Orange has pledged to spend more than €15bn on upgrading fixed and mobile infrastructure across Europe, and says there’s still “so much more to come” from LTE, according to Deputy CEO Gervais Pellissier.
The operator has taken a leading role in FTTH rollouts across the continent, and claims to have already connected nearly 2 million homes to date. The main regions the operator has focused on thus far include home market France, with Spain being its second-largest market and one with a growing emphasis following its acquisition of triple-play operator Jazztel – which operates a well-established fibre optic broadband service and infrastructure.
According to Deputy CEO Pellissier (right), network infrastructure investment and fixed/mobile convergence are two of the biggest trends the telco is focussing on across Europe over the coming five years. Laying the foundation for next generation infrastructure will be one of the principle enablers of bringing in the era of 5G, Pellissier says. Before that happens, however, the operator needs to focus on maximising the network’s capability to guarantee the optimal customer experience.
Indeed, the focus on network infrastructure is not insignificant. Orange has committed to $15bn in CAPEX-based network investment, $5bn of which is reserved exclusively for fibre, with the remaining $10bn going into the mobile core.
As a case in point, the investment in Spanish fibre infrastructure has seen a drive in fixed customer ARPU. Pellissier says this is down to the increased availability and quality of video content being streamed over fibre networks.
“The biggest trend we’ve seen is in Spain, where there’s been an APRU increase of €3-5 per month,” says Pellissier. “This is down to the new technology but also because of new content. When you deliver FTTH, the main use is video and in Spain we’ve had a rapid increase in the number of TV customers on our network. At the end of 2014 we had 120,000 TV subscribers which is less than 10% of our broadband base; but at the end of 2015 we multiplied that by more than three, more than 400,000 customers. By the end of 2018 we see more than 50% TV penetration on our broadband customer base in Spain.
“Spain’s growing very fast for us. By the end of 2016 we think satellite distribution of TV for us will have almost disappeared, it will be all-IP or cable. In 2013, Pay-TV on satellite was 80%; and we expect this to reverse by the end of this year, with fibre and IP taking its place. 4K is a massive driver for this, and also the consumer trends for consuming TV is completely different now. Only 20% of millennials in Spain watch regular scheduled TV, on-demand streaming has taken its place.”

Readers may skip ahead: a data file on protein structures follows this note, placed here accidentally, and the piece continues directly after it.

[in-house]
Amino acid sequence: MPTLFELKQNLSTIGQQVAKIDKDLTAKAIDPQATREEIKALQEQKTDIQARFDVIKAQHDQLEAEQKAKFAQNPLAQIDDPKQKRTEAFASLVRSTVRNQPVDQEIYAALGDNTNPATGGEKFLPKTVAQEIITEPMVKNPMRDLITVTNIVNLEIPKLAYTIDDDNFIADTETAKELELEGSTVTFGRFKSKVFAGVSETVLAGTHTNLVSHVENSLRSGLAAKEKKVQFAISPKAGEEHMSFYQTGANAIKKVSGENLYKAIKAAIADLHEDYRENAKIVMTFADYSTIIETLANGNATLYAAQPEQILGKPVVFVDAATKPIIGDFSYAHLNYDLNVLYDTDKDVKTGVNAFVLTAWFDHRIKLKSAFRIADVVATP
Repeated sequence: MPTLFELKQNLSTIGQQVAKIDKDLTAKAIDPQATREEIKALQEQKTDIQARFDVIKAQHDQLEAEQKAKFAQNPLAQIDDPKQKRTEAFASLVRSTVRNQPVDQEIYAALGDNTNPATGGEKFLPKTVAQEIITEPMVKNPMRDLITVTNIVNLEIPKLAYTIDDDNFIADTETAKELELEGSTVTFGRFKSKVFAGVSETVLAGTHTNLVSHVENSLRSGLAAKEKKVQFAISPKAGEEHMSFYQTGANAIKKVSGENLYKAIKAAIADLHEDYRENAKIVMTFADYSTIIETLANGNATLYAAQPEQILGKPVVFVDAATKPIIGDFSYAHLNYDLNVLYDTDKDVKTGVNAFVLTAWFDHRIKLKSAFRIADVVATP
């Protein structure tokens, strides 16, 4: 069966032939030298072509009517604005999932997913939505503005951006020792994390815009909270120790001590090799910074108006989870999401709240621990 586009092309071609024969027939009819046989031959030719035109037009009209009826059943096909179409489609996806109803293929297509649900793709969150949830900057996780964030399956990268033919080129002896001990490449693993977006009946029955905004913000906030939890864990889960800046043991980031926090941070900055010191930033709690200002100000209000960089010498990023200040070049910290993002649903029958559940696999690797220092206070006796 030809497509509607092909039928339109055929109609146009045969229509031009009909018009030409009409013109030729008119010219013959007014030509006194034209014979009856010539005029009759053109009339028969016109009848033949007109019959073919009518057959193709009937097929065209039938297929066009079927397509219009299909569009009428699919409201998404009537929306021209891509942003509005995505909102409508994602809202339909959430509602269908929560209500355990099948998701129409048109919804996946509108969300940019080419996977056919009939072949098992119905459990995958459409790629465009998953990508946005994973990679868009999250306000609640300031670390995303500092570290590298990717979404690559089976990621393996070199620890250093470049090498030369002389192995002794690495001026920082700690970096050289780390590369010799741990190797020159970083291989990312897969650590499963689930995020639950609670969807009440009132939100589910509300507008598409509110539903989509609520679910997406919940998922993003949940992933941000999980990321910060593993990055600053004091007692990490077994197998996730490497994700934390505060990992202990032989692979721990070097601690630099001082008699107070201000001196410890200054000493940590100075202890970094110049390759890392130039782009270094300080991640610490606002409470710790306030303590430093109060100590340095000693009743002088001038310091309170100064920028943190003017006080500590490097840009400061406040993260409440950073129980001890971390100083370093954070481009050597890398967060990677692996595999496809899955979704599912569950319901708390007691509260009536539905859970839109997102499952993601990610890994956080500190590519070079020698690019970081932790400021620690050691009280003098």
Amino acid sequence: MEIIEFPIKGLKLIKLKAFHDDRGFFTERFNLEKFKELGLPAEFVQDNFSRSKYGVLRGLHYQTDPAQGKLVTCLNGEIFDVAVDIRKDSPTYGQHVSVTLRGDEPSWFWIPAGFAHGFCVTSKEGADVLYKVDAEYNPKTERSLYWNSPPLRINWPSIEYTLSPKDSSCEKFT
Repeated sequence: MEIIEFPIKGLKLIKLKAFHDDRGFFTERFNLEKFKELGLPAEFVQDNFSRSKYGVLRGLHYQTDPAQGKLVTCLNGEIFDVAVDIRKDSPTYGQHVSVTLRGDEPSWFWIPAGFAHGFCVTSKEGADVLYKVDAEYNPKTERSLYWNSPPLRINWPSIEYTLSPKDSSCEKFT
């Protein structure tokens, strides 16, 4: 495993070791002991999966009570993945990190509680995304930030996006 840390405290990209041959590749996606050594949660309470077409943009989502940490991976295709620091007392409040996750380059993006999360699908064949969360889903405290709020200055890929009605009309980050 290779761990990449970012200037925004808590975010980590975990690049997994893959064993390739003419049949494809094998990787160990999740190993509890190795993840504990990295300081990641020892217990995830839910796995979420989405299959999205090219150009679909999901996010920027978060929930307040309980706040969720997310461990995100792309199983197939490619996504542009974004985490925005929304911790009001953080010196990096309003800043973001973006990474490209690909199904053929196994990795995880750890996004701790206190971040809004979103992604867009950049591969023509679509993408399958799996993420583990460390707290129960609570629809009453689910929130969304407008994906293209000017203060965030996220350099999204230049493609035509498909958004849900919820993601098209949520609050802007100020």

Telecoms.com spoke with Pellissier at Mobile World Congress 2016 in Barcelona, where he also stressed the importance of maximising the potential of LTE network infrastructure to both emerging and well-established mobile markets across Europe.
“No, LTE has not reached its full potential yet,” he said when asked about the potential LTE still has in its locker. “There are two reasons for this. Firstly, we are just starting to deploy new spectrum bands in a few countries, so additional LTE coverage and speed is coming. We still see, in terms of capacity and potential, three or four of capacity for deployment and real-use. There’s still a huge opportunity for 4G-capable smartphone penetration, in France alone it’s only at around 25%. And that’s without even mentioning VoLTE and VoWifi, which are both coming this year in Spain, France, Belgium, Poland and Romania.”
Gervais concluded by promising a heavy focus on maximising LTE investment over the coming years, given the vast opportunity that still exists for operators managing 4G networks. “There’s so much more to come from LTE,” he said. “There are 100 million mobile subscribers in Europe, around 18 million of which are on Orange 4G as of the end of 2015 – we’ve got a lot of work left to do.”